Costa Rica’s wildlife-rich reserves
An eclectic UNESCO-protected mega-ecosystem
Boosting biodiversity is regularly cited as one of the biggest priorities in restoring equilibrium for our land, sea and atmosphere. Home to almost six per cent of the world’s species,Costa Rica is a world-leading cultivator of this essential complexity of life on Earth and one of the first countries to promote responsible ecotourism. Go for virgin rainforest and first-class accommodation from Monteverde Cloud Forest to the Osa Peninsula. Here, between the Pacific Ocean and the Caribbean Sea, more than a quarter of this Central American nation is set aside as protected parks and reserves, which are a precious safeguard against deforestation and logging and help guarantee that visitors encounter a dazzling cast of wildlife at every turn. Three of the country’s national conservation areas and parks are UNESCO-protected, and much of its electricity is renewably sourced. Lapa Ríos was the original eco-lodge, and its ocean-view cabins in a 1,000-acre private nature reserve are as appealing for 2022 as ever.
Fresh air in Finland
You’d do well to get a lungful of ‘living’ in a nation where 80 per cent of the terrain is forested. The crisis from air pollution globally came to the fore in 2021 when the World Health Organisation declared it one of the biggest environmental threats to human health, alongside the climate emergency. Meanwhile, Finland’s air and water is proclaimed the clearest. Thank you to the tourist board for laying on a Sustainable Finland programme to map out a blueprint to help visitors plan the most eco-friendly escapes and engage with nature and local culture, knowing every step of their stay has been looked at through an economical, ecological, social and cultural lens. Our eyes are on Octola especially for 2022 — a private wilderness retreat deep in the Arctic Circle with hundreds of hectares of Lapland forest. We’re especially seduced by the luxe 10-room lodge designed with Lapp and Sami traditions in mind. Sign us up to spy the Northern Lights from here — visible from these coordinates, from August until April.
Fantastic flavours and forward-thinking in Barbados
The Caribbean island setting new benchmarks
This Atlantic Ocean coral island is one to watch for its transition to renewables. One of the Lesser Antilles of the West Indies, this new republic, sized only 21 miles by 14, is regularly walloped by hurricanes. It may not be famous for next-level eco stays – yet – but we’re saluting Prime Minister Mia Mottley’s mission to lead by example from the frontline of the climate crisis. As well as proselytising about the need to switch to greener energy supplies, the celebrated COP speaker is introducing dramatic targets for this island which is so especially vulnerable to the climate emergency. Tourism is the main revenue, and they’ve been hard hit economically without the usual stream of visitors in recent times, but still managed to win acclaim for looking after their residents so exceptionally well during them.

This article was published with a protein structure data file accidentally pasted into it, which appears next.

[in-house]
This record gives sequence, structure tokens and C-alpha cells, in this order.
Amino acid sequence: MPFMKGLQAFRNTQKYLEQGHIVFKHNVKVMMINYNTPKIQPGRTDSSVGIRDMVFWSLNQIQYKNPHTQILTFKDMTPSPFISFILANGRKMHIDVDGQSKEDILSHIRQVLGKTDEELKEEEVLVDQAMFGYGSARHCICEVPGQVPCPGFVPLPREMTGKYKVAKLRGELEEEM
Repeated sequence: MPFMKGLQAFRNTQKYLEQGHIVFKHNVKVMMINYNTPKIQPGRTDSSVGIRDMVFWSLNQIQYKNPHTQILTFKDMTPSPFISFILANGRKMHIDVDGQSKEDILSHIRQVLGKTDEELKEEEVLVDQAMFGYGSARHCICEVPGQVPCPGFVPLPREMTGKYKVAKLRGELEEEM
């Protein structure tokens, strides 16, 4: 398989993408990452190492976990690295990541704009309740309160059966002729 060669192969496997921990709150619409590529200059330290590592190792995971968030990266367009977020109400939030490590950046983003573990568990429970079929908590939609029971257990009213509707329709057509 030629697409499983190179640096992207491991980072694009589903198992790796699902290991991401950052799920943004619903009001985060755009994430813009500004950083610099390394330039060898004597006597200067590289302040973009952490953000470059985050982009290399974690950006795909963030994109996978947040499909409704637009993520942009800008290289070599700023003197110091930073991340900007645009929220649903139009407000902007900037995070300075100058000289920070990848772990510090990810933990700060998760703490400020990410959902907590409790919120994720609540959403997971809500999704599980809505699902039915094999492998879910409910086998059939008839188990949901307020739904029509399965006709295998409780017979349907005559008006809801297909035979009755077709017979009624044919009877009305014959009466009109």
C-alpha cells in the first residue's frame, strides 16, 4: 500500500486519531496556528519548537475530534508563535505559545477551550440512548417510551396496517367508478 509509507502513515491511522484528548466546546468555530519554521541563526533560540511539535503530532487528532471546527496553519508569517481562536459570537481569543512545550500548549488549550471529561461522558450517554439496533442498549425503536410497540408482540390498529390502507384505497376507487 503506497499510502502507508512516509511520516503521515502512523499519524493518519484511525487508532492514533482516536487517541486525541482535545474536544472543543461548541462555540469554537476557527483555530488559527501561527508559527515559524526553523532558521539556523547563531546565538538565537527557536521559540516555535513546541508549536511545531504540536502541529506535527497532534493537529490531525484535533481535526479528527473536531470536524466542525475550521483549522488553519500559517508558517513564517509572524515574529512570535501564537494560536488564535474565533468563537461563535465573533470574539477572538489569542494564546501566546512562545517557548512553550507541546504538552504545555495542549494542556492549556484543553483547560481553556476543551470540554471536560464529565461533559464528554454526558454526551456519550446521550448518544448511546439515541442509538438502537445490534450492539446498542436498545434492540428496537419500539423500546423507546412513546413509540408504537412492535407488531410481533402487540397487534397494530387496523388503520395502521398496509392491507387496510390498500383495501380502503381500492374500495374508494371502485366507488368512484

CAST – the Caribbean Alliance for Sustainable Tourism – can attest to the strength of the country’s new direction towards more nature-positive and community-focussed experiences. La Maison Michelle, owned by a Black Bajan, is a reclaimed sugar plantation which now hosts seven suites and exemplifies a new-gen hospitality business that supports community-boosting initiatives. Coco Hill Forest insists we reconnect with nature while making it clear these 53 acres of land are the beginning of big ecotourism plans from the director of the Bridgetown Film Festival. Plus, the yield of indigenous fruits and vegetables served over in its Mamu’s Café is impressive. Also working hard to reverse the reliance on imported produce is Local and Co, a restaurant helmed by chef Sophie Michell and a champion of regenerative organic, hyper-local and wild food sources, and which cooked for Prince Charles on the eve of them becoming a republic. Graze on produce from the biodynamic PEG Farm and Nature Reserve in good conscience too, knowing that they model free-range animal husbandry and permaculture.
Green and serene Germany
Wellness is naturally the forte in a country with hundreds of health resorts, and here you can spa sustainably, such as at the carbon-neutral Nature Resort Schindelbruch in Südharz or while enjoying the moonlight sauna at Eifel-Therme Zikkurat. The tourist board itself is Green Globe certified and so they know what they’re talking about when they navigate visitors to 1,300 places to stay, from glamping to high-end hotels. Green Pearls is a portfolio of eco-friendly escapes that includes many members in its home country, too. If you are of a plant-based-diet persuasion, this country has the largest percentage of veggies in Europe — so you know it will be easier to keep your foodprint low. Take a train through Germany, and a reminder of the country’s dedication to more sustainable eating is even visible from the on-board organic dining options. Yet more impressive than that, all its long-distance trains run on 100 per cent green electricity.
Global goals from Norway, Sweden, Denmark and Iceland
Scandinavian eco-energy superheroes
Folks are wising up to the importance of keeping the United Nations Sustainable Development Goals in mind. When the UN announced its 17 SDGs at the United Nations Assembly in 2015, they were laid out as a roadmap to achieve a better and more sustainable future for all. According to the team behind them, Scandinavian countries Denmark, Sweden and Norway all rank in the top 10. Now that we know there’s so much emphasis on the need to decarbonise our energy systems, let’s show some love for the countries with the highest reliance on renewable energy. In Norway, hydropower contributes 45 per cent of its power – its energy-positive off-grid poster hotel is Svart. And we have to salute Iceland too, which is already 100 per cent powered by renewables. We’re especially drawn to family-owned Torfhús Retreat, which runs exclusively on geothermal and hydroelectric energy and where all stays are offset.